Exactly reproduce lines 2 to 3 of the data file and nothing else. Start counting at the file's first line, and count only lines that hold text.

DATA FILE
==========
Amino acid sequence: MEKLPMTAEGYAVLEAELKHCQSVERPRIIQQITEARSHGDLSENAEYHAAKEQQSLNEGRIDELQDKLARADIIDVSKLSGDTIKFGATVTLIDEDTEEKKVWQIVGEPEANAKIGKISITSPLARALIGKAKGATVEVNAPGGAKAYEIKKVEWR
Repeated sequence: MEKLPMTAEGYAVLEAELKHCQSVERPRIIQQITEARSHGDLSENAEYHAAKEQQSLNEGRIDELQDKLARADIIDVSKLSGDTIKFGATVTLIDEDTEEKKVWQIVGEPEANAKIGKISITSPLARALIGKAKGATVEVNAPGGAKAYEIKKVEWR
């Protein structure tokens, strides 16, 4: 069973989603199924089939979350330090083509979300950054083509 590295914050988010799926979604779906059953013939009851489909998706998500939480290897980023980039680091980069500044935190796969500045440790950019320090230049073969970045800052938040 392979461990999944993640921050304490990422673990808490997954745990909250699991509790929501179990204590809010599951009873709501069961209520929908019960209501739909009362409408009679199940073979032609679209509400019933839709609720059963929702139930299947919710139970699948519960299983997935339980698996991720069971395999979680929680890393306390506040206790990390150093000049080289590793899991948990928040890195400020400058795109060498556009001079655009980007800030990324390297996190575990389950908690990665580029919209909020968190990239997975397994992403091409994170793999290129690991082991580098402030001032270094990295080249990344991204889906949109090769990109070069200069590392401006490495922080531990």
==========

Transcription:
Repeated sequence: MEKLPMTAEGYAVLEAELKHCQSVERPRIIQQITEARSHGDLSENAEYHAAKEQQSLNEGRIDELQDKLARADIIDVSKLSGDTIKFGATVTLIDEDTEEKKVWQIVGEPEANAKIGKISITSPLARALIGKAKGATVEVNAPGGAKAYEIKKVEWR
């Protein structure tokens, strides 16, 4: 069973989603199924089939979350330090083509979300950054083509 590295914050988010799926979604779906059953013939009851489909998706998500939480290897980023980039680091980069500044935190796969500045440790950019320090230049073969970045800052938040 392979461990999944993640921050304490990422673990808490997954745990909250699991509790929501179990204590809010599951009873709501069961209520929908019960209501739909009362409408009679199940073979032609679209509400019933839709609720059963929702139930299947919710139970699948519960299983997935339980698996991720069971395999979680929680890393306390506040206790990390150093000049080289590793899991948990928040890195400020400058795109060498556009001079655009980007800030990324390297996190575990389950908690990665580029919209909020968190990239997975397994992403091409994170793999290129690991082991580098402030001032270094990295080249990344991204889906949109090769990109070069200069590392401006490495922080531990």